Spacecraft New Horizons capture strange black spots on Pluto’s surface

NASA’s New Horizons spacecraft reveal four mysterious dark spots that appear to be evenly spaced along Pluto’s equator. Each of the spots is about 300 miles in diameter and has a surface area similar in size to the state of Mississippi, NASA scientists report.

“It’s a real puzzle — we don’t know what the spots are, and we can’t wait to find out,” said New Horizons principal investigator Alan Stern of the Southwest Research Institute, Boulder, Colo., in a statement.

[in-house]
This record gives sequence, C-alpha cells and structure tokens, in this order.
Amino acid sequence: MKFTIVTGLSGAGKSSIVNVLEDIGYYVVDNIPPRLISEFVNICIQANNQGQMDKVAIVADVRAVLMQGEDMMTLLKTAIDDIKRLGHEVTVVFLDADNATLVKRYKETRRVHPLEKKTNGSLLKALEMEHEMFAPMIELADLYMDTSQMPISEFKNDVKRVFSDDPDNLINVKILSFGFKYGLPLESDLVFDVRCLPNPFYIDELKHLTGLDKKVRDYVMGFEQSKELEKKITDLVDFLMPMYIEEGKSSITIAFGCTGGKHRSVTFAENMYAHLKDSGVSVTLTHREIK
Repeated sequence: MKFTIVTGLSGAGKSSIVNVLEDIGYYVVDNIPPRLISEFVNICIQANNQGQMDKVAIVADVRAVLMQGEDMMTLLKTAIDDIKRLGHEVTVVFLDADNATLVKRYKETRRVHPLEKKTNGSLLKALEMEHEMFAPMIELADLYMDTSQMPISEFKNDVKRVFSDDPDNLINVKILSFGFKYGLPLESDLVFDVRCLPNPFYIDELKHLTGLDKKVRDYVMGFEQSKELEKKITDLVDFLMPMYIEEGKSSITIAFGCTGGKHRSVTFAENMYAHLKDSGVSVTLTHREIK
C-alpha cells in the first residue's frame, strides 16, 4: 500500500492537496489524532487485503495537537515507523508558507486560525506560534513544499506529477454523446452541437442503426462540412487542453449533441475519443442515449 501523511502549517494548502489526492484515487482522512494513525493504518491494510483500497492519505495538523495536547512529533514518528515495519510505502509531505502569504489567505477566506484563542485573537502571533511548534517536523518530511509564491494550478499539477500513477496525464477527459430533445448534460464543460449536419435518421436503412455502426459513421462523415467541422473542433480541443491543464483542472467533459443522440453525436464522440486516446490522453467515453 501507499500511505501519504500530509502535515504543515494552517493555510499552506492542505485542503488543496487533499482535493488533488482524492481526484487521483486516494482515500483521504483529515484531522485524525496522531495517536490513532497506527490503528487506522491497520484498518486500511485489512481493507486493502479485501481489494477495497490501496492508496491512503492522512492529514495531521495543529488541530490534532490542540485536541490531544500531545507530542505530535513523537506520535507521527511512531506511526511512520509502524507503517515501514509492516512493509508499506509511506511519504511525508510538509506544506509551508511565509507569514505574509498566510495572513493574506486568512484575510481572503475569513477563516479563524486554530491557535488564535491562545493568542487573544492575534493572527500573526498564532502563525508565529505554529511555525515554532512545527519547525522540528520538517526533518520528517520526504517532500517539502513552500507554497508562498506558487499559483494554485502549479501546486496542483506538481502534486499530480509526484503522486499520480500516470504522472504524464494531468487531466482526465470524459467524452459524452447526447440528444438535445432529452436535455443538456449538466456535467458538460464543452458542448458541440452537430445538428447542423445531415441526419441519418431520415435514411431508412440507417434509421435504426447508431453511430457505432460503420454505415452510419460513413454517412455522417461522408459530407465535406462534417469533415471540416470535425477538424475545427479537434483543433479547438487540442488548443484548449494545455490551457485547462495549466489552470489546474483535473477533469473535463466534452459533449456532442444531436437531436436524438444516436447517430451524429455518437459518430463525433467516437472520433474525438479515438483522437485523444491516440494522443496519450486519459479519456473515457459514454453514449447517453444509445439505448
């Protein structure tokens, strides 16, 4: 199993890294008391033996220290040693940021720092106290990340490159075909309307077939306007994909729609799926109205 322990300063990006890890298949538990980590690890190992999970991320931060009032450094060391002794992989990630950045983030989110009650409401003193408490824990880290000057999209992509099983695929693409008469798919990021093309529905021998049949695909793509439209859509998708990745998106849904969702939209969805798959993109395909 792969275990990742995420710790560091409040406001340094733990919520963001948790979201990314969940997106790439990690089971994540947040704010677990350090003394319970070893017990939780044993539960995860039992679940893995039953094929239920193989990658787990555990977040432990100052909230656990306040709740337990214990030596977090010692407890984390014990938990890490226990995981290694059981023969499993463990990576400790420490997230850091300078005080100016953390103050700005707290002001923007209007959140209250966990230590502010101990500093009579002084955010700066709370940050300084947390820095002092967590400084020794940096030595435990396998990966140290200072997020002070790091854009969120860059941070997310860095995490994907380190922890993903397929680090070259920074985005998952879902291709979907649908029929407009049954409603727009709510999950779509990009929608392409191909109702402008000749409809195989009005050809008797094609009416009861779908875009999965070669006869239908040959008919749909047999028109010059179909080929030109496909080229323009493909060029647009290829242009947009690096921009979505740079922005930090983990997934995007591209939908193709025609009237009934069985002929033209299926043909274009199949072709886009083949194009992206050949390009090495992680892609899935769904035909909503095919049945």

NASA’s New Horizons spacecraft, which launched in 2006, will soon give scientists their first close-up look at the dwarf planet Pluto.
The images show just how much lighter the mottled tan surface of Pluto is compared to the moody gray of its largest moon, Charon. The discrepancy in their color is yet another mystery that researchers hope to resolve soon.


It has taken the New Horizons spacecraft more than nine years to traverse 3 billion miles of space between the Earth and Pluto. But it is finally homing in on its ultimate destination.

On July 14 the spacecraft will make its closest approach to the dwarf planet, flying within 7,700 miles of the surface and NASA hopes to have clear images.

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